A Corpse road once ran between Redcar and St. Germain’s Church in Marske, Minnie Horton suggests that the route probably followed the modern path of Green Lane. Corpse roads were Medieval routes along which bodies were carried for burial in consecrated ground.
Corpse roads can be found all over Europe, in Britain they are also known as Church Ways, Lych or Lyke Ways from the Old English for corpse, Lic, hence the modern Lyke Wake Walk with its associated coffin symbol and dirge.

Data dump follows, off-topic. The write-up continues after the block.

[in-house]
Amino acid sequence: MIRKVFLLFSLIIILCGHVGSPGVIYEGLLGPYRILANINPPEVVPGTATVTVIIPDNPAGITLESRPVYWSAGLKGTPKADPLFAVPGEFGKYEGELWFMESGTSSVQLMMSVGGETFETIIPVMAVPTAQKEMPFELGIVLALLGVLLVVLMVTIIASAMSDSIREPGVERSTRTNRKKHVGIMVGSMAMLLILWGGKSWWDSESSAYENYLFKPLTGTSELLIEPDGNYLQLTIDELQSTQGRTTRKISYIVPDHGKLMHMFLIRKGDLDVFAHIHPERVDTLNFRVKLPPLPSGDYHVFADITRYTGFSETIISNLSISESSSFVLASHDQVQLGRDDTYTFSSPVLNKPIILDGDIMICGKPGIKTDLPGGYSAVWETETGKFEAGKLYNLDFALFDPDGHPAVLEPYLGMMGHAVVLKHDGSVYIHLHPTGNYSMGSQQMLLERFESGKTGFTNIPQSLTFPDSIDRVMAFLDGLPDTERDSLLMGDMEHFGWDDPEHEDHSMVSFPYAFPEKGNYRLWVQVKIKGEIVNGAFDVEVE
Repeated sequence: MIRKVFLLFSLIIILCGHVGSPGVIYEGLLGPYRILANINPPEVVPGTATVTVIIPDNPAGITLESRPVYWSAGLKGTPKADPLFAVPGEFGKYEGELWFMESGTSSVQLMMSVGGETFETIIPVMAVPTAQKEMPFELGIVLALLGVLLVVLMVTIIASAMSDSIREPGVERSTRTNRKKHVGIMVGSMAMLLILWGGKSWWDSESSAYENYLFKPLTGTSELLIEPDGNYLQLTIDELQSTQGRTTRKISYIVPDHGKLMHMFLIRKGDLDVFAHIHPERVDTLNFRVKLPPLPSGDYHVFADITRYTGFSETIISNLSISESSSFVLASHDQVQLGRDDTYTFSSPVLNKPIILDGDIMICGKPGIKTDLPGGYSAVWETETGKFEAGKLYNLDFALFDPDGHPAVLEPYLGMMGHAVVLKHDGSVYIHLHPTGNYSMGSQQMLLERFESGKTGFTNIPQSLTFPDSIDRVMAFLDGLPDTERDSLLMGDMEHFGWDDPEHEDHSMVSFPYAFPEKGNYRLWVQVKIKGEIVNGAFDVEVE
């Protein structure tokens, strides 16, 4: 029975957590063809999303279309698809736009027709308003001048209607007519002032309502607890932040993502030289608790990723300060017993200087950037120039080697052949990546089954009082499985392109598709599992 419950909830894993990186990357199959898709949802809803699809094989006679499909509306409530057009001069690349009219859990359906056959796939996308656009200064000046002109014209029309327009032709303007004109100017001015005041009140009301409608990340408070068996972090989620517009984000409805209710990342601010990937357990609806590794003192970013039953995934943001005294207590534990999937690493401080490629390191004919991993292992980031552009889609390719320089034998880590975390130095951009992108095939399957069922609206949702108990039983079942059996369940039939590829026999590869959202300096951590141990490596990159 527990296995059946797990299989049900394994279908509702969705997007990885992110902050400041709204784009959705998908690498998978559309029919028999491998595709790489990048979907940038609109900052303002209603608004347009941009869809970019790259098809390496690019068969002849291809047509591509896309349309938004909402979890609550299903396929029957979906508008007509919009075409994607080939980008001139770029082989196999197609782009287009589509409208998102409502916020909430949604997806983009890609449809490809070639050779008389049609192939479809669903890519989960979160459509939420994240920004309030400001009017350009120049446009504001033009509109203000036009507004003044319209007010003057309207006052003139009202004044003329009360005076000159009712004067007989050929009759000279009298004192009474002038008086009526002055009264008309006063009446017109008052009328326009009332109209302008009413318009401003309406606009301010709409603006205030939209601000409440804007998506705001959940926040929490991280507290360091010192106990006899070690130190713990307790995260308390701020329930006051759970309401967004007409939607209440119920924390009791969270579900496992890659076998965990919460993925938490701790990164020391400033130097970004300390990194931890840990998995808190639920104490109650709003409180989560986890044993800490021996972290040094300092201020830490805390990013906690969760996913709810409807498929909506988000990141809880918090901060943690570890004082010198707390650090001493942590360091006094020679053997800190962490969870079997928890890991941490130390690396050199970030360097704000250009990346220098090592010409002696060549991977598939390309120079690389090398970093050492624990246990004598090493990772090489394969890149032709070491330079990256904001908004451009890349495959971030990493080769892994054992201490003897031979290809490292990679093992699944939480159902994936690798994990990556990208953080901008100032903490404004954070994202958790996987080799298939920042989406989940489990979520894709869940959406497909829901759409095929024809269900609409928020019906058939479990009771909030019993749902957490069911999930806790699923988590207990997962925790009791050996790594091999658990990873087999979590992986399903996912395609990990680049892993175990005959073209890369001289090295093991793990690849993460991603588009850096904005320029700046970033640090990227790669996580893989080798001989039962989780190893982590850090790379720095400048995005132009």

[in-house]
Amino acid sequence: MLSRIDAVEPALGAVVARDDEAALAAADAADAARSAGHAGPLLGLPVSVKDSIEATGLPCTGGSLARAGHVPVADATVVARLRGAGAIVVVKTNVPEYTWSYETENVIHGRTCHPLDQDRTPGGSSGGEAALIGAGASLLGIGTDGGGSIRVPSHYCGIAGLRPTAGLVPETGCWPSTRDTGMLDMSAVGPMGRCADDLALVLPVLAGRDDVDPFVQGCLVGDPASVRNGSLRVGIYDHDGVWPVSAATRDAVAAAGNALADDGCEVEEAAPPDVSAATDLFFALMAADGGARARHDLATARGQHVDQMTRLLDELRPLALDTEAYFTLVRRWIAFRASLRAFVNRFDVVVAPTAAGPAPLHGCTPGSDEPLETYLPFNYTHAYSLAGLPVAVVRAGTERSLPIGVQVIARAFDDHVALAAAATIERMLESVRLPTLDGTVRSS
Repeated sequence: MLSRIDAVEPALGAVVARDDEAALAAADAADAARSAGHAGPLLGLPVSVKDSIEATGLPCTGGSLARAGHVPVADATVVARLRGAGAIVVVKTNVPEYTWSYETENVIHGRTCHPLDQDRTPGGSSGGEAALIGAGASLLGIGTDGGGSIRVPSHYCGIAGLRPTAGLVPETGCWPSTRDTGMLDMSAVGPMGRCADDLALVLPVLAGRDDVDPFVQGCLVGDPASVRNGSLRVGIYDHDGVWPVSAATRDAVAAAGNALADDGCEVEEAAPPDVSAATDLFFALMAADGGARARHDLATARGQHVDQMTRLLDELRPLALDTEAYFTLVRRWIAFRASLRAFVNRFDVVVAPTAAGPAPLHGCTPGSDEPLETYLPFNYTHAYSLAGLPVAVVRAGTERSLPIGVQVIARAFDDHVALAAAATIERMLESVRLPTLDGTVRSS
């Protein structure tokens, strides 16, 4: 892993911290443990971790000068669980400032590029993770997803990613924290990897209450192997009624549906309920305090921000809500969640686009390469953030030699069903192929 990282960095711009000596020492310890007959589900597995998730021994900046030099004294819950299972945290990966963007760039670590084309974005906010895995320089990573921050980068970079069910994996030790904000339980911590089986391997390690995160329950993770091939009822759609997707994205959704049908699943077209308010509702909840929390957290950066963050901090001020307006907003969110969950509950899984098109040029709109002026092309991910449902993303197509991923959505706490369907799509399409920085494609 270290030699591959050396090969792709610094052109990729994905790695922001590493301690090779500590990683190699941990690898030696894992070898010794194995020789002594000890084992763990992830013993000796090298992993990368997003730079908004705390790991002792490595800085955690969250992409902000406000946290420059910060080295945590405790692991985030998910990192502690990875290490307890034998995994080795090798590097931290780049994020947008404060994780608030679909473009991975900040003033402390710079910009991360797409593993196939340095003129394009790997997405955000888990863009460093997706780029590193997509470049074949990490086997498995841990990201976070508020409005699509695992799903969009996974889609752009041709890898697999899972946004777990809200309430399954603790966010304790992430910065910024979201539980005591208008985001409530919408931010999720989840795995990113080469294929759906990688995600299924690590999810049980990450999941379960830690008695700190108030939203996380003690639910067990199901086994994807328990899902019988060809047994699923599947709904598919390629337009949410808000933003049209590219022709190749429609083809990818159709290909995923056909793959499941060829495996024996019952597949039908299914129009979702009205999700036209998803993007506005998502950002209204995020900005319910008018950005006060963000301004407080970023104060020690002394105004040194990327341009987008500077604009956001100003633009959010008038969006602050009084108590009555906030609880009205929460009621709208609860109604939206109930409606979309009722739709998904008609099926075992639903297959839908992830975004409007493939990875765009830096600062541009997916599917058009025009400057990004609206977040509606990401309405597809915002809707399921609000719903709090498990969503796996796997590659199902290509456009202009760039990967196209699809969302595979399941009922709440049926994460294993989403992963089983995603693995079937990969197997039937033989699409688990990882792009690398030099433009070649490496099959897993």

In the case of the Redcar Corpse road, it would have been far simpler to carry the body along the beach from Redcar to Marske. This was not done as it was commonly believed that the souls of the dead travelled along the corpse road and any deviation from the prescribed route would risk unsettling the soul of the recently departed.
Now it is that time of night
That the graves, all gaping wide,
Everyone lets forth its sprite,
in the church-way path to glide
A Midsummer Nights Dream – William Shakespeare
The Story of Cleveland. Minnie Horton 1979
Spirit Roads: An Exploration of Otherworldy Routes. Paul Devereux 2007